CHENNAI: Three Pines is a tiny village to the south of Montreal in Québec, Canada, close to the US border. Maps haven’t discovered it yet, though you can find the village in the series written by Louise Penny. It seems to appear from the middle of nowhere to weary travellers — tired of running, of chasing or of hiding, tired of looking to belong, tired of their existence. The village heals them, and helps them find friends. And perhaps, eventually, find themselves.
It’s minuscule — maybe a couple of hundred people stay there. Rivière Bella Bella flows through it — can there be a prettier name for a river? The houses there are quaint, and the people kind, warm and courteous. The food is marvellous — maple-cured back bacon, eggs benedict, café au lait and desserts at Gabri and Olivier’s bistro; croissants and other succulent warm bread at Sarah’s boulangerie. There’s the painter couple, Peter and Clara Morrow, whose trials and tribulations as artistes struggling with inner and outer demons, form a running thread in the series. There’s Ruth Zardo, a cantankerous, foul-mouthed old lady who is also perhaps the greatest living poet in Canada. There’s the Hadley house, where old Timmer Hadley had died, leaving behind her son Ben. Myrna Landers, the generous and philosophical former psychologist, runs the library and second-hand bookstore, and Monsieur Beliveau the all-purpose general stores. And there are many others — gentle, old-world people, caring and affectionate. These are people who have struggled to find an anchor in the world, and ended up in this tiny village. And set roots.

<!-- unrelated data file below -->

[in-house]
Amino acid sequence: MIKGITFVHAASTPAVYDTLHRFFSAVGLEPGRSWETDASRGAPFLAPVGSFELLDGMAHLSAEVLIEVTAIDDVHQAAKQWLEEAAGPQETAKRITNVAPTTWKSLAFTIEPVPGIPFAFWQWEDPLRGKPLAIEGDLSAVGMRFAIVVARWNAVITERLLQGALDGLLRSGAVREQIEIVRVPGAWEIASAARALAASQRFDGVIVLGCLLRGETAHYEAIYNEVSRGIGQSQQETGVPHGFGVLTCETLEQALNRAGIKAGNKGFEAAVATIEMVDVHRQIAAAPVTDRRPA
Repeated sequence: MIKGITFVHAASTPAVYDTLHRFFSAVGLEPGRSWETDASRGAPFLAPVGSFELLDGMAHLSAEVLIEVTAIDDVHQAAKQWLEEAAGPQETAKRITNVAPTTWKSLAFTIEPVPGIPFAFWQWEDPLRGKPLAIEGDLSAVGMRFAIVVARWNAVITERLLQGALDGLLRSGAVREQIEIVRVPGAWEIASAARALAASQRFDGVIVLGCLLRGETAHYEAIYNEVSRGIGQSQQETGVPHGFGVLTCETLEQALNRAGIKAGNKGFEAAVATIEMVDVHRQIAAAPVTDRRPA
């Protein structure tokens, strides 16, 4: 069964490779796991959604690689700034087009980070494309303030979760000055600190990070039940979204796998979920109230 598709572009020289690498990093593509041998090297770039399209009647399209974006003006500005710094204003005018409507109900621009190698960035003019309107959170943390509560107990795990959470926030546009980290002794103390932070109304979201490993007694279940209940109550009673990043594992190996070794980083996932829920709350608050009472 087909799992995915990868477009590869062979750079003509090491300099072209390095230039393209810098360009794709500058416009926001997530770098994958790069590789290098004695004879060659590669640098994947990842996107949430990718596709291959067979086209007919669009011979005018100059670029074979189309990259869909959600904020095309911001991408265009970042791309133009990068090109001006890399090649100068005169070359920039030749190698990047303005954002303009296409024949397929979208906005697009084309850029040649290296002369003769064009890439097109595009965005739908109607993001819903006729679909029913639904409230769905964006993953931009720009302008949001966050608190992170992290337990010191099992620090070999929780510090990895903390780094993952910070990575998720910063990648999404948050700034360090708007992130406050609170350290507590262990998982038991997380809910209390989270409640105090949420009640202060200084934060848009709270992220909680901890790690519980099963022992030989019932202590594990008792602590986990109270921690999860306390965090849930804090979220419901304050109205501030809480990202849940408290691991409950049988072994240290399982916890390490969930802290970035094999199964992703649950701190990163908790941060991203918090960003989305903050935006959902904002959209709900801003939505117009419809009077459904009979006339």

Three Pines holds a secret, though. It has had perhaps the most number of murders for any locale in fiction, per capita. Evil lurks at Three Pines, and the village-folks will have their lives singed and scorched by it. Some will be threatened, some will get hurt, some will be murdered, and some will even commit the heinous crime. Evil does not distinguish.
And when a murder actually happens, Chief Inspector of the Sûreté du Québec, Armand Gamache will come by with his team of detectives.
There’s Inspector Jean Guy Beauvoir, the dapper, suave bloodhound of the team, leading the way. Agent Isabelle Lacoste is the hunter, meticulous, brave and mellow. And the main protagonist, Chief Inspector Gamache, is the explorer, searching the deepest, darkest crevices of the minds of the suspects, daring to go the distance and uncover the beasts.
The Three Pines novels are my favourite currently-running detective series. It’s a beautiful little world that Louise Penny has created. There are intricate plots, and the most astounding of murders. Strong character arcs, tightly-written scenes, descriptive yet unsoppy prose. Murders happen at Three Pines. Yet, would you let go of a chance to visit, and book a room at the B&B? I recommend you start with Still Life, the first in the series.
(The writer is Financial Architect in Bangalore, whose short stories have been published in magazines in India and Singapore)